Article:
Program Notes, April 2013
Heinrich Schütz (1585-1672) was the finest German composer of the 17th century. As a young man he was a serious and talented student of the Italian concertato style and a master at setting words to music. One of his greatest contributions to German music was to marry the lighter and dramatic Italian musical style with the more severe German language in a way that expressed the words without sacrificing the music.
As a boy, Schütz's musical talent came to the attention of the Landgrave Moritz of Hesse-Kassel, who persuaded his family to allow him to take Schütz to the court at Kassel. There he sang in the choir and was educated with the other boys at court. Moritz sent Schütz to study with Gabrieli in Venice, where he was exposed to the Italian concertato style, studied composition, and became a proficient organist. Following Gabrieli's death, Schütz returned to the court at Kassel. However, it wasn't long before his reputation reached Johann Georg I, the Elector of Saxony, who asked to "borrow" Schütz for several months at his court in Dresden. Since the elector was Moritz's superior, Schütz moved to Dresden, where he spent most of his musical life.
The Thirty Years War (1618-1648) had a devastating impact on Germany, and it directly affected Schütz and his fellow musicians. Massive physical destruction and drastic economic pressures decimated the musical and artistic establishments throughout Germany. Early in 1625, Schütz suffered the loss of his beloved wife and children. In the late 1620s, feeling the effects of economic pressures and personal loss, Schütz returned to Italy, where he became acquainted with Monteverdi and immersed himself in the new musical styles of drama and theater. Throughout the war, while the court in Dresden was in disarray, Schütz was able to maintain his career and support himself by spending part of these years at the royal court in Copenhagen.
By 1650 the war was over, Schütz was back in Dresden, and the musical forces at the court were recovering. It was during this time that Schütz completed the magnificent third volume of the Symphoniae sacrae. The works in this collection are large and complex, with solo singing and beautiful polychoral music interspersed with virtuosic instrumental passages. The texts, mostly from the Lutheran Bible, are expressive and dramatic parables, psalms, Gospel stories, and sermons, set to some of Schütz's most masterful music. Each work is unique, evidence of the skill that Schütz brought to the interpretation of each text: his choice of vocal and instrumental combinations, his development of melodic line specific to each line of text, and the overall forward motion of the music as the drama unfolds.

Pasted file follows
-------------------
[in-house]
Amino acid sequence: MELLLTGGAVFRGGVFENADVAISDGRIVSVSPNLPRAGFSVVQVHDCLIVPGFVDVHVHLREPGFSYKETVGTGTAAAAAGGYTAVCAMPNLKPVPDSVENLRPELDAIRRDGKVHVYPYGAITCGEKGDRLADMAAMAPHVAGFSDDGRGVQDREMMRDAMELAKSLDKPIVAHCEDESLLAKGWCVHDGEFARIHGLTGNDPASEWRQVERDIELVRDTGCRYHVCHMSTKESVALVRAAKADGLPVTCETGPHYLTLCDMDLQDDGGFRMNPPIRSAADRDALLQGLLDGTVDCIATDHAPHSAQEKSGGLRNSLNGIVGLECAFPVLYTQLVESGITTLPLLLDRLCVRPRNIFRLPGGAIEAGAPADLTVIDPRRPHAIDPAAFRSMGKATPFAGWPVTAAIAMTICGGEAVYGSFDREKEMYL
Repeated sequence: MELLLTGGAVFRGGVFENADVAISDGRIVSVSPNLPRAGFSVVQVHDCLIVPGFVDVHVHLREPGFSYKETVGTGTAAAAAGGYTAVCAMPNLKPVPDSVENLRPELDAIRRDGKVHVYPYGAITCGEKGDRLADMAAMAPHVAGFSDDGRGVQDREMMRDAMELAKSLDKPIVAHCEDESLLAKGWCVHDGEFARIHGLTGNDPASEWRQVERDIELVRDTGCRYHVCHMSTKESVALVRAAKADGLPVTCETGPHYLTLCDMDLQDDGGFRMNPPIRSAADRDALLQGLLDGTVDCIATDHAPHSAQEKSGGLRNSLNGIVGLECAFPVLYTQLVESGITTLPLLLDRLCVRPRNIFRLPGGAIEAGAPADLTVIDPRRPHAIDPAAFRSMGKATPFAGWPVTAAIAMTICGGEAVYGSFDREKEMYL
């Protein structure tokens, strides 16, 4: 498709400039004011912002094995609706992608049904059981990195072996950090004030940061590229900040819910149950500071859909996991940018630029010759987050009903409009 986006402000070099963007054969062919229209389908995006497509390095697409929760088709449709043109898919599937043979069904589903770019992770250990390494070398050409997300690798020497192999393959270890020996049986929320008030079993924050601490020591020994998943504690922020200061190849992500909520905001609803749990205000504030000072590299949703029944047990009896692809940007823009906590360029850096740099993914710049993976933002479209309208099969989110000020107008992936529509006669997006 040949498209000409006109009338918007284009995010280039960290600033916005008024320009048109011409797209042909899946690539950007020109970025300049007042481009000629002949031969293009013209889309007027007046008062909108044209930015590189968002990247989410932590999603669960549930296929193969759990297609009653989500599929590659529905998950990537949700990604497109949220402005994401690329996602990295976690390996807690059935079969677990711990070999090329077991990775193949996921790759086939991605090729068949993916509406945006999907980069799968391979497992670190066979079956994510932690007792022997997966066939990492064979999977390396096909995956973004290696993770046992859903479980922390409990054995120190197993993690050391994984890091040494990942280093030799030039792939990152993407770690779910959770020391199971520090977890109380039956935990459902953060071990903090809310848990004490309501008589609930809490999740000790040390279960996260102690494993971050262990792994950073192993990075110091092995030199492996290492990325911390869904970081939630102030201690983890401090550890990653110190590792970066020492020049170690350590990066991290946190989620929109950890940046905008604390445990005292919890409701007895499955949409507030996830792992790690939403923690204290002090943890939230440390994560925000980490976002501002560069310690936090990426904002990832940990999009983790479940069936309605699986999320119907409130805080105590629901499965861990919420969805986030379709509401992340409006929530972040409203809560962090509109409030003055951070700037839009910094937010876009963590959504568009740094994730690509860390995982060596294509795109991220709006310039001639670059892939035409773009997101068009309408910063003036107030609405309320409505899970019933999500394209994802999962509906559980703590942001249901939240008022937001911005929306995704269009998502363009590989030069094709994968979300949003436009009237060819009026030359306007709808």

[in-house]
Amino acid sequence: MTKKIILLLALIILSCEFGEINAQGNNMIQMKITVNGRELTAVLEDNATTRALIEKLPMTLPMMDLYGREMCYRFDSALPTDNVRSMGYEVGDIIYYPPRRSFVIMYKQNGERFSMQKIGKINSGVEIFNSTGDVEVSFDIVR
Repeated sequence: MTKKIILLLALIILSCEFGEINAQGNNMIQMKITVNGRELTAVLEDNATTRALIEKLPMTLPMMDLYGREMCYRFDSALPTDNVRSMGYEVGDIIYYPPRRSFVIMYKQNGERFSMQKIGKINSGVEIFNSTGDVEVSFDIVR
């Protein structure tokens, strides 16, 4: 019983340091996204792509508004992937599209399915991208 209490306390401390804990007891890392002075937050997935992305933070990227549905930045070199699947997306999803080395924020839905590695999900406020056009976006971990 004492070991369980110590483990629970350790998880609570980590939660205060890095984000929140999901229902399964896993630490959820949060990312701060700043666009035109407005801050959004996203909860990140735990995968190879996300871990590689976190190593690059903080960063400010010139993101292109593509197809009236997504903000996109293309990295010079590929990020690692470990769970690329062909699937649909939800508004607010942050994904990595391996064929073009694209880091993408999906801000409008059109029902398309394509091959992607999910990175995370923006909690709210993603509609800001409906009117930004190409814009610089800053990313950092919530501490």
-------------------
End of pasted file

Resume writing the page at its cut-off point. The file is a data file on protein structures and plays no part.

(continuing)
One of the remarkable features of this music is the very specific use of instruments, no longer interchangeable with vocalists. Most works begin with an instrumental sinfonia. Obbligato instrumental parts interweave with solo and duet sections, and the large choral sections are often enhanced with independent instrumental forces. The solo sections are very "Italianate," alternating lovely melodic lines with fast-moving recitative-like segments. But most notable is the overall dramatic effect that Schütz has created by the intensity of his interpretation of the text.